G. interested in the question, . Can I take a bad electronic image, . containing all the information, . and correct its optical sredstvamiN other words, . He decided to use light, . to increase and 'read' the image, . obtained using electron beams,
. In 1947, Mr.. G. developed the theory underlying this method, and in 1948. coined the term hologram (from the Greek voice - full and gram - recorded). G. demonstrated the potential of its approach, not using electron beams, and light rays. And today holography is used mainly as an optical, rather than the electron-optical method.
. Using the property of waves, known as the 'phase difference', a hologram records the information that is not in the usual photos, - the distance from each part of the objective space to the film
. It is believed that two intersecting waves propagating through space, are in phase at some point in space, if at this point, the peak of one wave coincides with the peak of another, and depression - with depression. In these points the two waves generate a new wave with an amplitude exceeding the amplitude of each of the two primary waves. In other points in space the peaks of one wave may coincide with the troughs of another, in this case the waves extinguish each other (are in antiphase). If the two waves propagate from the light source to the emulsion in various ways, then will be whether they are reaching the film in the phase depends on the difference of the distances traversed by them.
. To obtain a hologram of an object, the beam is split into two
. One of the 'child' beams, called the reference, goes straight to the film, the other before you get to it, is reflected from the object. Since the two beams, . before they meet in one and the same point of the film, . travel different distances, . they create an interference pattern: a pattern of dark and bright spots, . to match points on the film, . in which the incoming waves are in opposite phase or,
. The interference pattern has no resemblance to the subject, but if it is passed through a beam of light which is identical to the reference as it is split into two - exactly the same, which initially fell on the film. Looking at these bundles, the observer sees a three-dimensional image of the object.
The holographic effect is especially pronounced when all the light waves in the original unsplit beam is in phase. Such light is called coherent, can be obtained only by using laser. That is why the discovery of G. was not appreciated before the invention of the laser in 1960. Holography is used in various fields, including medicine, cartography, diagnosis of failures in high-speed equipment, and more recently used for storing and processing information in computers.
In 1949, Mr.. G. BTH left and became an associate professor of electronics at Imperial College of Science and Technology, University of London. In 1958, Mr.. He became a professor of Applied Electronics. In 1967. G. retired and worked as a consultant in the laboratories of the C-PBS at Stamford (Conn.), retaining the office to the privileges of the Imperial College.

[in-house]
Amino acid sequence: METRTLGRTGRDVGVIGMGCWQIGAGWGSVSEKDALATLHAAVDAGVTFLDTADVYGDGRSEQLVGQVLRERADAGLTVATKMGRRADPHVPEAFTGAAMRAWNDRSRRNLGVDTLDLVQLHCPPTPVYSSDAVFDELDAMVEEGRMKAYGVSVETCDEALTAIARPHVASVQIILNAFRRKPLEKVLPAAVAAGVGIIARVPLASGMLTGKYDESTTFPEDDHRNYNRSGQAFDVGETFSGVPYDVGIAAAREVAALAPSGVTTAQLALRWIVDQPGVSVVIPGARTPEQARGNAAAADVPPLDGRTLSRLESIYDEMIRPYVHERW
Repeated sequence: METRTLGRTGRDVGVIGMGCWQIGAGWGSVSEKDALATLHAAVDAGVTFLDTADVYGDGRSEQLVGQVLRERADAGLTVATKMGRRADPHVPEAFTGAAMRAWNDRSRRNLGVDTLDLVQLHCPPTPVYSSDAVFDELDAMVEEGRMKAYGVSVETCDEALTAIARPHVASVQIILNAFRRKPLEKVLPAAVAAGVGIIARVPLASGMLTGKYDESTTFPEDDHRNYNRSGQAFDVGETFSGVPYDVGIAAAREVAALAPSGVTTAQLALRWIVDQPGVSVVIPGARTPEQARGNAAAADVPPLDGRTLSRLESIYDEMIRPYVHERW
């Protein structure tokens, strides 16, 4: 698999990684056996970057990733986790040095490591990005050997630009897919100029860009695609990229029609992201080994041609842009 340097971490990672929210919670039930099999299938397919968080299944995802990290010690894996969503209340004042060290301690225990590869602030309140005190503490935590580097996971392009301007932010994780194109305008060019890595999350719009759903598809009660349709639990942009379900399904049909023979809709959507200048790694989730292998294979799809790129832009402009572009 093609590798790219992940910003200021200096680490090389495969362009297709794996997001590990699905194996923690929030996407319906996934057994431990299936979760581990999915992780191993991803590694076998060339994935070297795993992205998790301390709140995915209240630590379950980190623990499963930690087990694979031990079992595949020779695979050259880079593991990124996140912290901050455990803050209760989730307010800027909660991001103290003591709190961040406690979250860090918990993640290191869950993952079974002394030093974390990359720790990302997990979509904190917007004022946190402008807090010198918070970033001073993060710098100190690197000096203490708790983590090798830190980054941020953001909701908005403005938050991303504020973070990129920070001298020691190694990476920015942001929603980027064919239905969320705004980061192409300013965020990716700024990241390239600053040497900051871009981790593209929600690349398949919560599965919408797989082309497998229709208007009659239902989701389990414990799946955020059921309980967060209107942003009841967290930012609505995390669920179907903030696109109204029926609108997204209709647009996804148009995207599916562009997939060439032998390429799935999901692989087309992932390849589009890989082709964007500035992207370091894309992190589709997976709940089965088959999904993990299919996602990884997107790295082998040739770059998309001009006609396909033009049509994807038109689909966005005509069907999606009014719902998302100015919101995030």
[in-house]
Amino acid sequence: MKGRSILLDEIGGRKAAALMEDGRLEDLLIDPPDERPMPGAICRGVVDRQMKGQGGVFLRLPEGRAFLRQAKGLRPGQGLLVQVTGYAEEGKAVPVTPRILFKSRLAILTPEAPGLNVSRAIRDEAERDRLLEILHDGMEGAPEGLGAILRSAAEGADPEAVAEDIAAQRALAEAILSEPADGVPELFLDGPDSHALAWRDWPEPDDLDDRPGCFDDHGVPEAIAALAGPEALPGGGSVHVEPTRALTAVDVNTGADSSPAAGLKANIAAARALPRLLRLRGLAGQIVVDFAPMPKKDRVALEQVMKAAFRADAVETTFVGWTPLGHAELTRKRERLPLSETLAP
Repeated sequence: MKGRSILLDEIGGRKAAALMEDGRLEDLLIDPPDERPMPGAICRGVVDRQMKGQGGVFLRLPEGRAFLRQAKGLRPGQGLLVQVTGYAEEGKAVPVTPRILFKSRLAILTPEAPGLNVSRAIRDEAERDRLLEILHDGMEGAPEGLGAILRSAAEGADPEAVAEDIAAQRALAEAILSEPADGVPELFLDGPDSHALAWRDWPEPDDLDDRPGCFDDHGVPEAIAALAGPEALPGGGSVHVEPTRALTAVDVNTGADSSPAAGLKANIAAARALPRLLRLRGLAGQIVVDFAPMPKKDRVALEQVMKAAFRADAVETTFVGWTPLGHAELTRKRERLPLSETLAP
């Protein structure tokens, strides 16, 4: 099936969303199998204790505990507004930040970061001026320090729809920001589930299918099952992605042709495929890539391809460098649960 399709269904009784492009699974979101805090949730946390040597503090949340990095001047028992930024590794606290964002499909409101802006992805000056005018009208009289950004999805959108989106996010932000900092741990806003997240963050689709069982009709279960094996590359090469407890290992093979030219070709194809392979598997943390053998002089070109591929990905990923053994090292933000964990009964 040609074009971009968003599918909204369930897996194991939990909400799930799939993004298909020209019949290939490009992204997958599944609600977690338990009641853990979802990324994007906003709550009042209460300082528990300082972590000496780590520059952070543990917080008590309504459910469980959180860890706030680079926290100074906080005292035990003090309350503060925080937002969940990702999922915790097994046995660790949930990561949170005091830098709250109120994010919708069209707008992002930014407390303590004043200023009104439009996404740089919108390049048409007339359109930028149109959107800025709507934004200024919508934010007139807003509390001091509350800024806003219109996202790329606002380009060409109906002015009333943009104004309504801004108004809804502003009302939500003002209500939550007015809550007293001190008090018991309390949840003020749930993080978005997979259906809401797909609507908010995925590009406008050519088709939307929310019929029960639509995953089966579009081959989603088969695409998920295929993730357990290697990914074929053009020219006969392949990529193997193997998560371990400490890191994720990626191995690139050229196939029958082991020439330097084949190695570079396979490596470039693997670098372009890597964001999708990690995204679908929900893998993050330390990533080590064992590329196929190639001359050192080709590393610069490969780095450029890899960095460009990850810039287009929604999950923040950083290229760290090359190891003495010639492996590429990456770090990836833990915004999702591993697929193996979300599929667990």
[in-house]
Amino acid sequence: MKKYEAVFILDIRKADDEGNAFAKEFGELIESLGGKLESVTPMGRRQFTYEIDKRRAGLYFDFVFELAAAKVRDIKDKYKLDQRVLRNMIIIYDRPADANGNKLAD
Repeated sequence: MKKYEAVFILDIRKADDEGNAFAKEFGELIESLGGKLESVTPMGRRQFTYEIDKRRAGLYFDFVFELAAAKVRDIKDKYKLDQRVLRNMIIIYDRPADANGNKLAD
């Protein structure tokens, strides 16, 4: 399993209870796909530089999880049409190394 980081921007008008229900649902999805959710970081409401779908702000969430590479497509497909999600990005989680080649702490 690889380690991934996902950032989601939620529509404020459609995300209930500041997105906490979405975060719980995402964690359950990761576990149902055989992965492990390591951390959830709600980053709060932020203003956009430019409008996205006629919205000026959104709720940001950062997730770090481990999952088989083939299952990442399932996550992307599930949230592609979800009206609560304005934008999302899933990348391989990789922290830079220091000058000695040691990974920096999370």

In 1971, Mr.. G. was awarded the Nobel Prize in Physics "for his invention and development of the holographic method '
In his Nobel lecture, he touched on the topic, which first attracted his attention during the war - the role of science and technology in society. 'We went ahead on the day of creation, as compared with the basic technology created by [Alfred Nobel] and his contemporaries - said Mr.. - The social impact of new technologies is enormous ... Many of us suspect, . that human nature is perfectly suited to, . to lead us out of the jungle and caves on the modern high phase of industrial industrialization, . but not to, . that for a long time to remain undisturbed at this altitude. ",
. Upon his retirement, Mr.
. many traveled to give lectures, he continued his research (including work to create a projector for three-dimensional movies), writing articles. While in 1974. he suffered a stroke, deprived of his ability to read and write, Mr.. continued to maintain contacts with their colleagues and to monitor their work. When in 1977. New York opened a museum of holography, D. was his first visitor.
In 1936, Mr.. G. married Marjorie Butler, his collaborator in the BTH. He died Feb. 9, 1979, Mr.. in one of London's private clinics.
G. was a member of the Royal Society of London, an honorary member of the Hungarian Academy of Sciences and the CBE. He was awarded the Medal of Thomas Young Physical Society of London (1967), . Rumford Medal of the Royal Society of London (1968), . Albert Michelson Medal Franklinovskogo Institute (1968), . Medal of Honor of the Institute of Electrical and Electronics Engineers (1970) and the premium Holveka French Physical Society (1971),
. G. was awarded honorary degrees Sauthemptonskogo University, Delft University of Technology, University of Surrey County, New York, Columbia and University of London.